Israel’s minority citizens are able live with freedoms and rights unavailable in any other country in the Middle East thanks to Israel’s liberal democratic values.
According to the Israeli Declaration of Independence, Israel “will ensure complete equality of social and political rights to all its inhabitants irregardless of religion, race or sex.” The Israeli Declaration of Independence also guarantees “freedom of religion, conscious, language, education and culture” and called upon Israel’s Arab citizens to “participate in the up-building of the state on the basis of full and equal citizenship and due representation in all of its provisional and permanent institutions.” Israel, as a liberal democratic country and the only state ranked as free in the entire Middle East according to Freedom House, respects minority rights.
Presently, 12 Israeli Arabs are proudly serving in the Knesset. Israeli Arabs also serve in the Israel Defense Forces, Israel’s Supreme Court, as emergency medicine chiefs in Israeli hospitals, as doctors working on medical innovations, as members of Israeli civil society, as businessmen, as journalists, as diplomats, as soccer stars, as musicians, as television celebrities, and as professors at Israeli universities. Indeed, Israeli Arabs are able to contribute to every aspect of Israeli life, as full and equal members of society.
ISRAELI ARAB TESTIMONIES ON LIFE IN ISRAEL
As Boshra Khalaila, an Israeli Arab student told the Times of Israel, “I am married and doing a master’s degree [in Tel Aviv]. I am a liberal, free woman, with all the rights that I could enjoy. I compare myself to other women my age in Jordan, the territories, Egypt, any Arab country. They don’t have the rights that I have: freedom of expression, the right to vote. They are forced into marriage at a young age, and religious head covering, despite their own convictions. With me it’s the opposite; I have everything.”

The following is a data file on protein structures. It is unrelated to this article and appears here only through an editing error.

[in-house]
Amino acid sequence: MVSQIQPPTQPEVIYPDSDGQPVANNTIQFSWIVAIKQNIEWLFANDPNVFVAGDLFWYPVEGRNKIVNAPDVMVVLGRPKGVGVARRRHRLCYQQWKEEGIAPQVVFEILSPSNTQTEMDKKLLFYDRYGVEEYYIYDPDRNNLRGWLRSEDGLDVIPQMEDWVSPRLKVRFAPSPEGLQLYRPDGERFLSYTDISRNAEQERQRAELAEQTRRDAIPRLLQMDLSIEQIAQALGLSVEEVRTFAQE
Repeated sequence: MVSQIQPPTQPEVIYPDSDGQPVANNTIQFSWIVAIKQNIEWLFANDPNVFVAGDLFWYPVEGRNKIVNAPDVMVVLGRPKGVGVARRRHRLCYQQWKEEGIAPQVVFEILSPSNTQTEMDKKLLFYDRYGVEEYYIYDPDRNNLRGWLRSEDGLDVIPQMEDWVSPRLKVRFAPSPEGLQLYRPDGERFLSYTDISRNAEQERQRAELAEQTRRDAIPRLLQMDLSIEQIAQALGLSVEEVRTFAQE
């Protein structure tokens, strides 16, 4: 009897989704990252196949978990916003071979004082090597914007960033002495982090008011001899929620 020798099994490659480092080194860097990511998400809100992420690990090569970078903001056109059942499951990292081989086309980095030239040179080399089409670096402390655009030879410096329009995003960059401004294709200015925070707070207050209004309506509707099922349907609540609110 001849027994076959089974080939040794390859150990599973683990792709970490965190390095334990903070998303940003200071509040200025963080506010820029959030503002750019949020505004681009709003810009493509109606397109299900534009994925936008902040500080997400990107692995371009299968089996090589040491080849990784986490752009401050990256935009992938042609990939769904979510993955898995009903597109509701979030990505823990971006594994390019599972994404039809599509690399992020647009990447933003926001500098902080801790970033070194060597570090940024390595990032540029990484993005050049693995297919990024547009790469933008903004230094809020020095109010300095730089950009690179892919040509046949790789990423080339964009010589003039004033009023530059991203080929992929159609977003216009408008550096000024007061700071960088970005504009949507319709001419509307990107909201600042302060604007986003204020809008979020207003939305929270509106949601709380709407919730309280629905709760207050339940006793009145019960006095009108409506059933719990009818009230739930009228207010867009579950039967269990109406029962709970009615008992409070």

Aatef Karinaoui an Israeli Arab politician declared, “Israel is a wonderful place for Arabs. It is the only democracy in the Middle East. Look at what the Arabs are doing to each other all over the Middle East. We don’t want to focus on that anymore here. People want to advance within the State of Israel. We want to prove that we are loyal and faithful citizens. I’m a proud Arab and a proud Israeli too. I’m not a Palestinian.”
Ismail Khaldi, who was the first Bedouin diplomat to serve in Israel’s Ministry of Foreign Affairs, similarly asserted, “The Bedouin in Israel are an example of the contribution that one can give to this democratic and free state; that is why we [the Bedouin] are proud to be part of it. Since the establishment of the state, we have built villages and succeeded in achieving our aspirations of belonging and being a part of Israeli society.”
He continued, “I am a proud Israeli—-along with many other non-Jewish Israelis such as Druze, Bahai, Bedouin, Christians and Muslims, who live in one of the most culturally diversified societies and the only true democracy in the Middle East. Like America, Israeli society is far from perfect but lets’ deal honestly. By any yardstick you choose-educational opportunity, economic development, women’s and gay rights, freedom of speech and assembly, legislative representation—Israel’s minorities are far better than any other country in the Middle East.”
Recent polls demonstrate that most East Jerusalemite Arabs prefer Israeli rule to Palestinian rule, and that Israeli Arabs living near Judea and Samaria are adamantly opposed to land swaps because they would much rather live under Israeli rule than Palestinian Authority rule.
By Rachel Avraham, staff writer for United With Israel
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Tags: Arab minority rights in Israel, human rights in Israel, Israel's Arab minority, Israeli Arabs, Israeli Arabs standard of living, Israeli democracy, minority rights in Israel, religious tolerance in Israel, successful Israeli Arabs